Researching A Holiday

I spend days researching future holidays but over-researching a break online before going away can lead to friction – and to losing out on the best deals, according to a new report.

So do we really need to do all that research? We’ve all had that moment of irritation when, having spent some time online searching for – and finding – a good place to stay on a forthcoming trip, when your partner or another travel companion promptly says they don’t like it and that there must be something better out there. Cue slightly frayed tempers (“well you find something then”) and some frantic further searching by both parties - often independently – for an alternative, a quest that can frequently end up with having to accept something not as good or more expensive because the place you originally had in mind is no longer available.

Of course I know that that is by no means the only possible outcome. I have carried out extended research over a 3 month period and booked some exceptional places and deals. However, according to the authors of a new study conducted by the Cambridge Judge Business School, it is fairly common, and it corresponds to a definite pattern: a tendency to “over-research” online when we want to book a travel experience, and a failure to communicate adequately with those whom with we wish to travel.  “People have always done research in groups, but in the internet age such searches are more likely to be detailed “sequential searches” by individuals staring alone at computer screens for lengthy periods of time,” say the authors of the report. “It’s therefore far more likely that these people won’t share their thoughts until after they’ve reached their own conclusions through extensive online search – and that can lead to problems.”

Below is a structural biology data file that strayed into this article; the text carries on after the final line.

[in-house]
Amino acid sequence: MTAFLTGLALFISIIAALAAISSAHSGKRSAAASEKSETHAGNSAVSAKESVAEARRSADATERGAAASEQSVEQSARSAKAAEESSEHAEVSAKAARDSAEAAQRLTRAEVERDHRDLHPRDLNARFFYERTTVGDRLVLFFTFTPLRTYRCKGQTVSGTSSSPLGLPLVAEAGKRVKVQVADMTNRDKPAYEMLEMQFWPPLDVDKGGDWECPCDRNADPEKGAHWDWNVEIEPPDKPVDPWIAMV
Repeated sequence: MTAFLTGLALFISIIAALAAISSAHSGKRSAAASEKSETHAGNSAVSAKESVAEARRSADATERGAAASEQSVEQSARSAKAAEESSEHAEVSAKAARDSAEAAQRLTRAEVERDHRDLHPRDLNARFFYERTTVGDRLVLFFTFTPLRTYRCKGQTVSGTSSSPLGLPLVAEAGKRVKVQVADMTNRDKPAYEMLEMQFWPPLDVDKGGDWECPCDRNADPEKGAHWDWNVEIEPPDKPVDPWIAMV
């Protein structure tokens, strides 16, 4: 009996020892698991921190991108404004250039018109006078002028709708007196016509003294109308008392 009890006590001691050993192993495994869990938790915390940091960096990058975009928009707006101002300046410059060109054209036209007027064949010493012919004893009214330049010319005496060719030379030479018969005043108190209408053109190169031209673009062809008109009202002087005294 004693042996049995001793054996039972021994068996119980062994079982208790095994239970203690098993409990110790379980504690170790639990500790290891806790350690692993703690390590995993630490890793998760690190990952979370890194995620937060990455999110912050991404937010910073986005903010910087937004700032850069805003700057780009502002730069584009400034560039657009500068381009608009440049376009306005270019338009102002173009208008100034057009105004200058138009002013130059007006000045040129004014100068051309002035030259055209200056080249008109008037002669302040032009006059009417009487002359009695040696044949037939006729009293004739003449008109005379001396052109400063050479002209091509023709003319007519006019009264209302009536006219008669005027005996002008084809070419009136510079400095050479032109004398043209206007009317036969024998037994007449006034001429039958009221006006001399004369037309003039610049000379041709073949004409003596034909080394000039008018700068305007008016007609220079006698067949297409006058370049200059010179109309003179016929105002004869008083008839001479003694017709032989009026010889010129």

The Cambridge study looked specifically at how groups of people went about making decisions on, for instance, who to consider as a potential future colleague – and how often through making extensive researches on their own, they then failed to reach agreement collectively. The same processes were at work when it came to making joint decisions on where to go and where to stay on holiday and the best way of getting there, they found. “Before the internet, group searches were more often conducted by people who compare notes as they go along, perhaps together in the travel agents, remember them” (below) said Vincent Mak, co-author of the report and Lecturer in Marketing at Cambridge Judge Business School. “People now doing group searches have digested lots of information gathered online before they even talk to each other, so these searches in fact tend to be a series of individual searches – and that increases the risk of disagreement.”

The end result is that travelling companions can get cross with each other before they even go away. Not an ideal start to a holiday.  They can also as a result of extending the research be indecisive and miss out on the deals and places they saw initially.  The solution, according to Mak, is hardly rocket science: of course people should make use of the internet to research holidays but if they are going away with others, ideally they should communicate more earlier on in the process and be more prepared to compromise.
Good advice I think. I must remember to show my wife those deals I've just found for next summer's holiday in Italy!


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